Is It Closed or Close?
The first question you might have is, “Why closed Communion?” Many, particularly in the Lutheran Church-Missouri Synod have heard it called “close Communion.” It was explained to them along the lines of a close family meal. That is nice sounding, but it has nothing to do with the idea of not letting some people commune at your altar. This practice comes from the early Church. There the deacon would declare that all those not in fellowship with their altar should leave. Then he closed the door. For more on why the term is properly closed and not close, see the footnote.[i]
A Historic Practice that Still Goes on Today
In the first four centuries of the Church, the rule was this. If you believed it really was the Body and Blood of Christ on your altar, you practiced closed Communion. If you did not believe it was the Body and Blood of Christ really, actually present on your altar, you practiced open Communion, that is, you let people decide for themselves whether or not they should take Communion. An analogy to these practices in life today is found at your pharmacy. The pharmacist keeps under lock and key certain medicines. You cannot have them unless you have a prescription. That is because those medicines are the real deal. If you take them wrongly, if you take them when they are not meant for you, they can harm you or even kill you. Doesn’t St. Paul say the same thing about misusing the Holy Communion? “For anyone who eats and drinks without recognizing the body of the Lord eats and drinks judgment on himself. That is why many among you are weak and sick and a number of you have fallen asleep” (I Corinthians 11:29-30). A faithful pharmacist keeps his or her real, powerful medicine under lock and key and doesn’t distribute it to everyone who wants it. What about sugar pills? Who cares who takes a sugar pill? It can’t do anyone any harm, and who knows, it might do them some good. If you don’t believe the Body and Blood of Christ are really in Holy Communion, if the living Lord Jesus doesn’t come into contact with anyone, why should you care who takes Communion? But if you believe it’s really the Lord Jesus Christ present under the forms of Bread and Wine, that’s another matter, isn’t it?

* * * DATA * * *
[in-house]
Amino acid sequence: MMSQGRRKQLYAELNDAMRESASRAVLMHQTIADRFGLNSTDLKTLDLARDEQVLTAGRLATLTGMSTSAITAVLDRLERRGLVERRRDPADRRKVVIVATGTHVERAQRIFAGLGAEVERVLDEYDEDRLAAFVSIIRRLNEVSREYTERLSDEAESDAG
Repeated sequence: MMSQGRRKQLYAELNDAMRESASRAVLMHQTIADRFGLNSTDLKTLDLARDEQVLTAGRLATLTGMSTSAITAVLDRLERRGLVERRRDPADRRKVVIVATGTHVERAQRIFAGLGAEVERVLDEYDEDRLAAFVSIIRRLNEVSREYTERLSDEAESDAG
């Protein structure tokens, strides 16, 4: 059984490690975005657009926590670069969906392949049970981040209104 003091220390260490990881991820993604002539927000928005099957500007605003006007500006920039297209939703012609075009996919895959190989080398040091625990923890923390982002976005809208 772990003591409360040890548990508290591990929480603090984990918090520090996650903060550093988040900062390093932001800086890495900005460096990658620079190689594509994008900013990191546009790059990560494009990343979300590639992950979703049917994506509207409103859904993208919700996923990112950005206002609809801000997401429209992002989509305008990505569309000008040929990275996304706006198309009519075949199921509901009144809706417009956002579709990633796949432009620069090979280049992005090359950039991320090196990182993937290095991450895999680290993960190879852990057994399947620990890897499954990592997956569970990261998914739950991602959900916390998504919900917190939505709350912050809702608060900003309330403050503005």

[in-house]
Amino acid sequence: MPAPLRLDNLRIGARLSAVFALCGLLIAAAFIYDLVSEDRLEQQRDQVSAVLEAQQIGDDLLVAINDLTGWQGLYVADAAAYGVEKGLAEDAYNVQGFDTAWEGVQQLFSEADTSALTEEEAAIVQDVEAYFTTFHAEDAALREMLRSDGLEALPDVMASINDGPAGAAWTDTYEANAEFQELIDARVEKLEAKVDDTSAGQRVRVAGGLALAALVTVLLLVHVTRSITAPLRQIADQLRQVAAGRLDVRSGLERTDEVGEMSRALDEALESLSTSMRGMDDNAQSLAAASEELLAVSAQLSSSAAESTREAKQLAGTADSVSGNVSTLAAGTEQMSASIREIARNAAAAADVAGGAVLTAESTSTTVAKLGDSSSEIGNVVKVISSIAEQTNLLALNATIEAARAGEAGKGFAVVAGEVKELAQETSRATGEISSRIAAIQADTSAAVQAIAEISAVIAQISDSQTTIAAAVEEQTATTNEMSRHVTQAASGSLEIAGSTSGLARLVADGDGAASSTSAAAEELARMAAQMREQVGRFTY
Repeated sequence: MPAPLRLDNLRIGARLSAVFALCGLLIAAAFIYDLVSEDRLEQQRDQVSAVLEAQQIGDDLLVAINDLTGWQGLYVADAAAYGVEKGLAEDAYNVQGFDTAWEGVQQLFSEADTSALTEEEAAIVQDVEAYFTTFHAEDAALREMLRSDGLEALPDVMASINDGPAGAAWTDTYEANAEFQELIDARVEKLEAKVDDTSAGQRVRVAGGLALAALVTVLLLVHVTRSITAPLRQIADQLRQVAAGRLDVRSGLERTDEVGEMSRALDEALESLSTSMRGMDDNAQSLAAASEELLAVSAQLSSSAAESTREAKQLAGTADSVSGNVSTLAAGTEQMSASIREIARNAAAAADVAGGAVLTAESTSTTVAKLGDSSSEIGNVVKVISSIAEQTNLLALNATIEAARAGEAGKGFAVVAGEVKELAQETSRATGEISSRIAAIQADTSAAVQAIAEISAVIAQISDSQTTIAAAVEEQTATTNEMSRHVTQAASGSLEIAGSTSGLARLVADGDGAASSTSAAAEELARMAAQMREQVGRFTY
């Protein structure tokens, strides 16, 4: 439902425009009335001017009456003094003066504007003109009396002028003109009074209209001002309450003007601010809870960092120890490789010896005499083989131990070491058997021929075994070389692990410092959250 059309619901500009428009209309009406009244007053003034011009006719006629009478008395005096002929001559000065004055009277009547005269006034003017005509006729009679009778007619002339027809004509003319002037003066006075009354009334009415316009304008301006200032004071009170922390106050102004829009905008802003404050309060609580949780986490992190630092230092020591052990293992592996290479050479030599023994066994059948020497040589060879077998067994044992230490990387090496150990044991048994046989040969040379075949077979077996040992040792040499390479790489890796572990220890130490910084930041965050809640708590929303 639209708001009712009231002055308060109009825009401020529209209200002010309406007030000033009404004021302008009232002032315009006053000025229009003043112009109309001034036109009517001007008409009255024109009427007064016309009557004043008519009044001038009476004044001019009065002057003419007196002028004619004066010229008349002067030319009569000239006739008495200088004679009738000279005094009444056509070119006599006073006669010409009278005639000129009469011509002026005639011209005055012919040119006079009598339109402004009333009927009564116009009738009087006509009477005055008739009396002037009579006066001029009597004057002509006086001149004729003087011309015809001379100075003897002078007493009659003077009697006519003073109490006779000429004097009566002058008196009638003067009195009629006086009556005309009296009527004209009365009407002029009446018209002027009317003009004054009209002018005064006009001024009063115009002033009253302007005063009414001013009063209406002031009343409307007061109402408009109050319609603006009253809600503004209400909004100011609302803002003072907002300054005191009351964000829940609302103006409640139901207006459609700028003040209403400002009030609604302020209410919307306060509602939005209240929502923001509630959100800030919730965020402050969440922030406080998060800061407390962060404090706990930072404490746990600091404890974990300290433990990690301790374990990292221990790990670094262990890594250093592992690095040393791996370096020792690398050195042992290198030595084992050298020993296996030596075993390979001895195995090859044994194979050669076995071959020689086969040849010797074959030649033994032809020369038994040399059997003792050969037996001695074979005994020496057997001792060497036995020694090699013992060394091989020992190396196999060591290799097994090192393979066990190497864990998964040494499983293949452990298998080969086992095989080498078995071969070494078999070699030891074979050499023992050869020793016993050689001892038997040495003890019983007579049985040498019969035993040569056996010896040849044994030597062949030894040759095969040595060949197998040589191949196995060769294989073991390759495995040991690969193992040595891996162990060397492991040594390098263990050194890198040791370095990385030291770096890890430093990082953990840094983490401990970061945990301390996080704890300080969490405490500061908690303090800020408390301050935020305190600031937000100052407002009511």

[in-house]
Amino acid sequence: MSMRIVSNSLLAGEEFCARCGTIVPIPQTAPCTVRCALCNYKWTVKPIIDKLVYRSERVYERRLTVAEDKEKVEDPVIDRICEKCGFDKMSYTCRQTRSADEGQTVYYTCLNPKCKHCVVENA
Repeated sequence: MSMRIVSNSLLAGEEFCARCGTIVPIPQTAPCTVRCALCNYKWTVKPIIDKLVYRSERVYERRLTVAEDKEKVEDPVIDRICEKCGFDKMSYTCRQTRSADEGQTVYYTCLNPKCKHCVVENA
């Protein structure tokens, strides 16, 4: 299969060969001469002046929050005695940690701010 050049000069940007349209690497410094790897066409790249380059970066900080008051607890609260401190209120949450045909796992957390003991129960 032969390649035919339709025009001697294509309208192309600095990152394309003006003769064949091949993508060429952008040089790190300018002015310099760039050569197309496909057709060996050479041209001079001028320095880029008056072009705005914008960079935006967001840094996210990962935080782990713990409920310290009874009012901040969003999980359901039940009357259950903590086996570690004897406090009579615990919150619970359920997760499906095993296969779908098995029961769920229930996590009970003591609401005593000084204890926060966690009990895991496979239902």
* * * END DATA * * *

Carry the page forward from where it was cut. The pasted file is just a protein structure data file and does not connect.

But Shouldn’t it Be up To Me to Decide if I go to Communion?
“Ah,” some of you who know your Bible are saying, “He didn’t quote verse 28, the one right before St. Paul’s warning about communing wrongly. Verse 28 says, “A man ought to examine himself before he eats of the bread and drinks of the cup.” Yup, that’s what it indeed says, but St. Paul wasn’t talking about the Methodists visiting the Lutherans, or the Presbyterians, Catholics, or Episcopalians visiting the Lutherans. He was writing to members of his own church, not visitors from different churches! I do say to my members what St. Paul said to his, “Let each of you examine yourselves, and so come to the Lord’s Table.” I don’t say that to visitors and neither did St. Paul.
What Would Open Communion Say to Our Kids and Potential Members?
Say, for a minute, that I were to commune Catholics, Orthodox, or high Anglicans. Lutherans admit that these denominations also have the Real Presence. Or, say I were to commune those who are members of denominations who don’t teach that Christ is really present on their altar in the Holy Communion though they themselves believe He is. What I would be saying is that visitors to my church don’t need to be instructed in our faith before communing, but our children who have grown up in this church do need to be instructed before communing. Wouldn’t that be nonsense? What point would there be in making people go to instruction classes before joining our church? If I communed Catholics who pray to Mary, Baptist who don’t baptize their babies, Presbyterians who believe Christ only died for some, how could I stop someone from joining our church who believed these things?
The Difference Between Fellowship and Friendship